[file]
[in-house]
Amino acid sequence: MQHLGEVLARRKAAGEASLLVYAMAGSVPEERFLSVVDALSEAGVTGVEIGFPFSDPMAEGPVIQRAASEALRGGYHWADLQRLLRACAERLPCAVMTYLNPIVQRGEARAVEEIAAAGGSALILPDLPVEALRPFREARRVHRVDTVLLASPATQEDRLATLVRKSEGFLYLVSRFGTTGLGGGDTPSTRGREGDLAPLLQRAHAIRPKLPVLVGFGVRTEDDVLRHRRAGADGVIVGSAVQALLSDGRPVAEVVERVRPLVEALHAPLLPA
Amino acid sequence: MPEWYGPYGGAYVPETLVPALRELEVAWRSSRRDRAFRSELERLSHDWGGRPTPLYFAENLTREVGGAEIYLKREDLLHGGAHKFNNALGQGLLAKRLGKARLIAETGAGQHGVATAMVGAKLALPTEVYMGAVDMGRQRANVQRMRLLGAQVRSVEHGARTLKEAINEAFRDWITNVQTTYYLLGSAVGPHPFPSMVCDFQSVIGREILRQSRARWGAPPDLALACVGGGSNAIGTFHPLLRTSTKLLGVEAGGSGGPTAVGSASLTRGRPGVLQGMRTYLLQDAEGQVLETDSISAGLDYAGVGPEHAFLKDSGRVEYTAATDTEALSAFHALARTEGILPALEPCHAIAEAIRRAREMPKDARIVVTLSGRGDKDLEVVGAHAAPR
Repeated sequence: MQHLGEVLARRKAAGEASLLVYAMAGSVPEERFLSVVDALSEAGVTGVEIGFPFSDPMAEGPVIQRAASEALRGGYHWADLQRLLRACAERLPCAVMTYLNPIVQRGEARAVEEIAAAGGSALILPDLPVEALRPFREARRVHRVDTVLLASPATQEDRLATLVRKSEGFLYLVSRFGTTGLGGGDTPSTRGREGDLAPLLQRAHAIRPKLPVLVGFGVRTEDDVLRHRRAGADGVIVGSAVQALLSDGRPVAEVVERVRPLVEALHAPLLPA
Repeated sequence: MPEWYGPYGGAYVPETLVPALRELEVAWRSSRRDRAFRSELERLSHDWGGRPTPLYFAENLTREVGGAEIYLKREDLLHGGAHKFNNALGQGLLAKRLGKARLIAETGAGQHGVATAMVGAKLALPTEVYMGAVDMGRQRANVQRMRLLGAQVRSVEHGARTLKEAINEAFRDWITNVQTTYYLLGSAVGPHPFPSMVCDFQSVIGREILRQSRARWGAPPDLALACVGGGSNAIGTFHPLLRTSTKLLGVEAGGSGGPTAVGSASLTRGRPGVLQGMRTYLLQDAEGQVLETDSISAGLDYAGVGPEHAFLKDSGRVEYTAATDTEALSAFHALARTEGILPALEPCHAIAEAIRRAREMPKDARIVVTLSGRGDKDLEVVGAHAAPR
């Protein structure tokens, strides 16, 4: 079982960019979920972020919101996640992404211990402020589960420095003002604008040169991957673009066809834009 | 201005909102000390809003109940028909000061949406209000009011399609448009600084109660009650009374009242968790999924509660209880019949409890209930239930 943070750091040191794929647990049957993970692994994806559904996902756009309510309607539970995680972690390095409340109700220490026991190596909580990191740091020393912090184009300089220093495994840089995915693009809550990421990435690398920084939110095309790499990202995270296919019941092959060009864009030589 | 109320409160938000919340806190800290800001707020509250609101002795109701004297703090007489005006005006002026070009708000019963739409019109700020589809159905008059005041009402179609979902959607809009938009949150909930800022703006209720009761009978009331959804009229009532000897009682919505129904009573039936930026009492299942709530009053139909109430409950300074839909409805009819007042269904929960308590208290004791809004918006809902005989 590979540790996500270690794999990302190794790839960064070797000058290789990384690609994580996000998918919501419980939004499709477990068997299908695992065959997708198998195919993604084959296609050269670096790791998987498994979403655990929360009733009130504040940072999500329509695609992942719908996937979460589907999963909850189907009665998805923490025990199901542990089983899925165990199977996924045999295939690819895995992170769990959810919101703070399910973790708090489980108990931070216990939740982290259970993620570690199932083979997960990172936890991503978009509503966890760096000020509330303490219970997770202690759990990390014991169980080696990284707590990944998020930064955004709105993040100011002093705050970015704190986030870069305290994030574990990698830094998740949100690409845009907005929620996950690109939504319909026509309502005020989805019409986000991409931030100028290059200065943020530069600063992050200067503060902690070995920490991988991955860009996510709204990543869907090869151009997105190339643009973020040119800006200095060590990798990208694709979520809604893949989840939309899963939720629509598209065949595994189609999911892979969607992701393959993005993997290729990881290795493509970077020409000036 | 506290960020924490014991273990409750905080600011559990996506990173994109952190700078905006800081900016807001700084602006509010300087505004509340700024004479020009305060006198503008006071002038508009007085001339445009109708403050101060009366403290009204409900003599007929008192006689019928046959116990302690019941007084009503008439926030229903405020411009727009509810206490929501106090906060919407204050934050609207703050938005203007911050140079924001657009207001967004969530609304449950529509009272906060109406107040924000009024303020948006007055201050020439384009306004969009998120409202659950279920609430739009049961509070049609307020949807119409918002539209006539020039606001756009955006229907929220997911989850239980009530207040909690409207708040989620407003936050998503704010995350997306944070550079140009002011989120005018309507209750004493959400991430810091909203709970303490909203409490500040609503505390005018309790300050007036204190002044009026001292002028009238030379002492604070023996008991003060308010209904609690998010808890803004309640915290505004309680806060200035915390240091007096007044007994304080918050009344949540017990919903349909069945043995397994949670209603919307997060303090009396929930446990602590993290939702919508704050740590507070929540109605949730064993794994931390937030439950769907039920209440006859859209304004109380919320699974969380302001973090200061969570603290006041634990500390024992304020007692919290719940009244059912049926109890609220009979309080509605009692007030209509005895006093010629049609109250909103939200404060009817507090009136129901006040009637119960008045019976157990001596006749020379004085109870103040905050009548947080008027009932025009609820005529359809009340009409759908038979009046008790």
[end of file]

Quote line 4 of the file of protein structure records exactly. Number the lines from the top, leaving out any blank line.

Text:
Repeated sequence: MQHLGEVLARRKAAGEASLLVYAMAGSVPEERFLSVVDALSEAGVTGVEIGFPFSDPMAEGPVIQRAASEALRGGYHWADLQRLLRACAERLPCAVMTYLNPIVQRGEARAVEEIAAAGGSALILPDLPVEALRPFREARRVHRVDTVLLASPATQEDRLATLVRKSEGFLYLVSRFGTTGLGGGDTPSTRGREGDLAPLLQRAHAIRPKLPVLVGFGVRTEDDVLRHRRAGADGVIVGSAVQALLSDGRPVAEVVERVRPLVEALHAPLLPA